How to overload a class func with an outside func while in a the same class

This is a discussion on How to overload a class func with an outside func while in a the same class within the C++ Programming forums, part of the General Programming Boards category; I have a class that has a method name the same as another method separate from the class and I ...

  1. #1
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    How to overload a class func with an outside func while in a the same class

    I have a class that has a method name the same as another method separate from the class and I am writing another class method in the class but want to call the outside method instead of the one in the class.

    Is there a way I can overload the class method with the outside one?

    Here is what the situation looks like
    Code:
    class LongInt
    {
         int digits() { /* find total # of digits of this object */
         LongInt divide(const LongInt&); // this method is where I want to use the outside digits(int number) method 
    }
    int digits(int number){ /*finds total digits of number */}
    The problem is when I call digits(number) inside the class, I get compiler error saying it doesn't take 1 arguments.

  2. #2
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    hmm, when I think about it more, what I'm trying to do seems like bad programming practice.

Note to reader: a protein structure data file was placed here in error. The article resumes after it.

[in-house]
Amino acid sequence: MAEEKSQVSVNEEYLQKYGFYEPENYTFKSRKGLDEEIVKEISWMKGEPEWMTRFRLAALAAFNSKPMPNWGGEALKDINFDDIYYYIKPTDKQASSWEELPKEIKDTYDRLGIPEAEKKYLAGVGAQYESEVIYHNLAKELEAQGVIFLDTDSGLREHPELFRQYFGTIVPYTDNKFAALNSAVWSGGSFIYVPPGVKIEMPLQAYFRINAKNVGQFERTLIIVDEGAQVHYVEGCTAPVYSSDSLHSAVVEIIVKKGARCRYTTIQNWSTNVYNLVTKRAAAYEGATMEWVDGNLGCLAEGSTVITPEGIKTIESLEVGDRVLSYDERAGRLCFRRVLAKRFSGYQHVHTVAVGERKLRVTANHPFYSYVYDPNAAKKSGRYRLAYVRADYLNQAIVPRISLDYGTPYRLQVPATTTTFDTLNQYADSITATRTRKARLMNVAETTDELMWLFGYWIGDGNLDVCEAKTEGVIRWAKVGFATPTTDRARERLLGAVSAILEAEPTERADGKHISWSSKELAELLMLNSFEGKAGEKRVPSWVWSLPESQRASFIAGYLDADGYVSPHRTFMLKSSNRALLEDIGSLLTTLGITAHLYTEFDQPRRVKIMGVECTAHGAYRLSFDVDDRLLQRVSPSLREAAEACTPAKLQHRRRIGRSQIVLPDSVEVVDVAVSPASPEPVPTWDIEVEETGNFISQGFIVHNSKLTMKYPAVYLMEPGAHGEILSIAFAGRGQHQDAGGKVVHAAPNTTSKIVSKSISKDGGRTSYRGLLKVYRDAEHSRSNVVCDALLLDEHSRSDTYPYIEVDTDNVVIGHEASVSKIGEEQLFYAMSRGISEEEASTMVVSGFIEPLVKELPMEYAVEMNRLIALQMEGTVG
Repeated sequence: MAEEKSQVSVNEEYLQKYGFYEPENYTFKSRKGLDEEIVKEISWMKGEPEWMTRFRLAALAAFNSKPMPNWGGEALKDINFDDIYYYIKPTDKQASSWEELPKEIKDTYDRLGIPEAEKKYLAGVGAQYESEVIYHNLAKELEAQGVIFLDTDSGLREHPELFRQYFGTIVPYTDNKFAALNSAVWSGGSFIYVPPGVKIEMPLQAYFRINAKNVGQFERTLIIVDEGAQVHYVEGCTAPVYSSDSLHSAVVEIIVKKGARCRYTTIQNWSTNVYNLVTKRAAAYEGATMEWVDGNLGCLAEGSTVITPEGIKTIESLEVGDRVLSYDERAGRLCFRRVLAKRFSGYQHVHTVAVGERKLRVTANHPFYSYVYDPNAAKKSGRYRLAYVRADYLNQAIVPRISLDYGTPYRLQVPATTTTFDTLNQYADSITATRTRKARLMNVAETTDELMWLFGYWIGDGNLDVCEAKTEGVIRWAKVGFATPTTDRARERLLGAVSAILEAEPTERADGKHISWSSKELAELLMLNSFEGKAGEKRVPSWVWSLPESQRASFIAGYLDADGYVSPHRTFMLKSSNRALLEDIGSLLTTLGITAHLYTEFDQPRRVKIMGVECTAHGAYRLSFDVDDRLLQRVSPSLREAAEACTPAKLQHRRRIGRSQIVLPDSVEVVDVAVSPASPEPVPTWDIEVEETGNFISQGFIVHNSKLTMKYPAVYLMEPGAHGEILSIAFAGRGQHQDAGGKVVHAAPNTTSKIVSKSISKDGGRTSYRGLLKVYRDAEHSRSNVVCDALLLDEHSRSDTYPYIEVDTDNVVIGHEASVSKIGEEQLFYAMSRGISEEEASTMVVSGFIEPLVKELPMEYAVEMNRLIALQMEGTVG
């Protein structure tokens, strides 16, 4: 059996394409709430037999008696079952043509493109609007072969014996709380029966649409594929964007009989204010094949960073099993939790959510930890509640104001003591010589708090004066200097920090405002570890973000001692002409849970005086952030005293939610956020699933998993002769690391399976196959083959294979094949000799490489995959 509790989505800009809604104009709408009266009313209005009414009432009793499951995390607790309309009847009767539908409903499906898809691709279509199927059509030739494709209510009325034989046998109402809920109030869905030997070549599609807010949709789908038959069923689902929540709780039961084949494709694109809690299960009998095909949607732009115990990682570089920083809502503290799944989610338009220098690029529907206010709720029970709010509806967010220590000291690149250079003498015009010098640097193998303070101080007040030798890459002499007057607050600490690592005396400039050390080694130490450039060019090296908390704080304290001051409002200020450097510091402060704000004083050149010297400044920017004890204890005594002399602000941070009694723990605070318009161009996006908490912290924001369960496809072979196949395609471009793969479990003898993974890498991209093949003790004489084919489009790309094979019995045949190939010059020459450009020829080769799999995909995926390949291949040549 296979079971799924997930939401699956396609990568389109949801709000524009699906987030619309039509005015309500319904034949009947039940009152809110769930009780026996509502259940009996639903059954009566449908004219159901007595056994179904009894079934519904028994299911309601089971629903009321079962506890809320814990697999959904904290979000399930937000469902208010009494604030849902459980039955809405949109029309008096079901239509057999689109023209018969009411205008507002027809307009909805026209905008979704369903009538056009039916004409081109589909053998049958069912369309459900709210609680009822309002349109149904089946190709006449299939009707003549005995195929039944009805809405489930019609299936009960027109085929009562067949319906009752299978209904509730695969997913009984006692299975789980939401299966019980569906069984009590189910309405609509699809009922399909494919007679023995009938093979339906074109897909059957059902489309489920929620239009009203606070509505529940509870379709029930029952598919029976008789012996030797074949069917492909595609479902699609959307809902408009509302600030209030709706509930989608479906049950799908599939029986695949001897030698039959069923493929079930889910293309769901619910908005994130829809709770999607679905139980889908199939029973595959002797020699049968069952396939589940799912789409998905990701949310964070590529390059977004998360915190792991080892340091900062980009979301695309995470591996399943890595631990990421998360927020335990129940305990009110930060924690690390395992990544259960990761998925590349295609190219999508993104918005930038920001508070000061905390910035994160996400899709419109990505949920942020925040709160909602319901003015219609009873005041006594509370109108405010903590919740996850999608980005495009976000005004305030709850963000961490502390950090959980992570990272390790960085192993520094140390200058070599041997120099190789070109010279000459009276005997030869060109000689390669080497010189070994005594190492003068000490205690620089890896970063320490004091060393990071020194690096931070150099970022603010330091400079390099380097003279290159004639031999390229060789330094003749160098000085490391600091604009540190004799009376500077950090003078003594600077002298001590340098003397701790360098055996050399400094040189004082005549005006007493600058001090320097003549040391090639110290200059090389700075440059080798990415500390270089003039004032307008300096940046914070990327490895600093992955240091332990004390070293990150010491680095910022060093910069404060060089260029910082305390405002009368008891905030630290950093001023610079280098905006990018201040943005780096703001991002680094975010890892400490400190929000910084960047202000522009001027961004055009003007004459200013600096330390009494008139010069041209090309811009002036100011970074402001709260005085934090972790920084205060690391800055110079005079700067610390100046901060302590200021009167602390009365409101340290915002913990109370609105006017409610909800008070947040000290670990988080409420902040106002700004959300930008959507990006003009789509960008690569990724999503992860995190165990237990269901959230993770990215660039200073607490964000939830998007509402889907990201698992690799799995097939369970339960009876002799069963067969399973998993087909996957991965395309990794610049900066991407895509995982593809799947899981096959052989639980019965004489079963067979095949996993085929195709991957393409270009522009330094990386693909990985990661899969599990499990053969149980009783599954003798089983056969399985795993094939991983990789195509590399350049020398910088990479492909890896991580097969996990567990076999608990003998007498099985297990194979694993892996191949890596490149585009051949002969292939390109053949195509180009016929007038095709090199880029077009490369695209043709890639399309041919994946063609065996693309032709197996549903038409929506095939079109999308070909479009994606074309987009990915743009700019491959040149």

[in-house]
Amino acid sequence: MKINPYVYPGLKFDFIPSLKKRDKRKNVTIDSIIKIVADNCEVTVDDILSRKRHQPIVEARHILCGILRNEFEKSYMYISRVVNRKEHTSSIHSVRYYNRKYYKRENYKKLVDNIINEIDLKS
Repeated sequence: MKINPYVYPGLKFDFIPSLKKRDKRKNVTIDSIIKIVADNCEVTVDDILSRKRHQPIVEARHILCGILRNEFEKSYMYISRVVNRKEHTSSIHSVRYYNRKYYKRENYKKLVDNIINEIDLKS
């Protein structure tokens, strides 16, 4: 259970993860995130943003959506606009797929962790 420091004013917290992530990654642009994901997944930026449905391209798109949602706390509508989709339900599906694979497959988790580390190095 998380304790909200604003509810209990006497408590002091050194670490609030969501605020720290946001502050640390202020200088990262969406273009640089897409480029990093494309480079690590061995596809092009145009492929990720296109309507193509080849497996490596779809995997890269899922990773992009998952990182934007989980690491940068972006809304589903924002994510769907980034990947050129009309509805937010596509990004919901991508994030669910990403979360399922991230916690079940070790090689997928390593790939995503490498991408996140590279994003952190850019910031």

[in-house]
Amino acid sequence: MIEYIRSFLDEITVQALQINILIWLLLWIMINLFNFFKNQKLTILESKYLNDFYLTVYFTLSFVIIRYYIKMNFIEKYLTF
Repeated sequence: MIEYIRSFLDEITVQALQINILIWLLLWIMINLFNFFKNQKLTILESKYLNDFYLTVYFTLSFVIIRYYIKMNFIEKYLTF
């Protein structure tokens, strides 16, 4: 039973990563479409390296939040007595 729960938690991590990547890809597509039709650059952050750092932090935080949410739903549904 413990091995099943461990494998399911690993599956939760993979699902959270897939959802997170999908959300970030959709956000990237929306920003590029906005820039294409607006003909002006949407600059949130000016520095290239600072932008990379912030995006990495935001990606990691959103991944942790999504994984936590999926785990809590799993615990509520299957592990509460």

3. #3
    Cat
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    It's not really 'overriding' - you can certainly call a function by fully qualifying it. If it's in a namespace, it would be namespace::function(), or in the global namespace it would be ::function().

    You are right, though, this might not pass the smell test - I'm glad you're cultivating that nagging feeling that there might be a better way - that is too rare of a skill sadly
    You ever try a pink golf ball, Wally? Why, the wind shear on a pink ball alone can take the head clean off a 90 pound midget at 300 yards.

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    Quote Originally Posted by workisnotfun View Post
    The problem is when I call digits(number) inside the class, I get compiler error saying it doesn't take 1 arguments.
    As to explaining that .... within a class member function, the attempt to use the name digits matches LongInt's digits() function first. This is called name hiding in some circles: the name LongInt::digits hides ::digits within context of the LongInt class. That's as far as the compiler goes: it matches the name digits, detects that LongInts::digits() accepts no arguments, and complains about a mismatch since you supplied an argument. The compiler does not (and the standard actually requires that it does not) attempt to match something else visible named digits that accepts a single argument. Hence the need for using the scoping operator, as mentioned by Cat.
    Right 98% of the time, and don't care about the other 3%.

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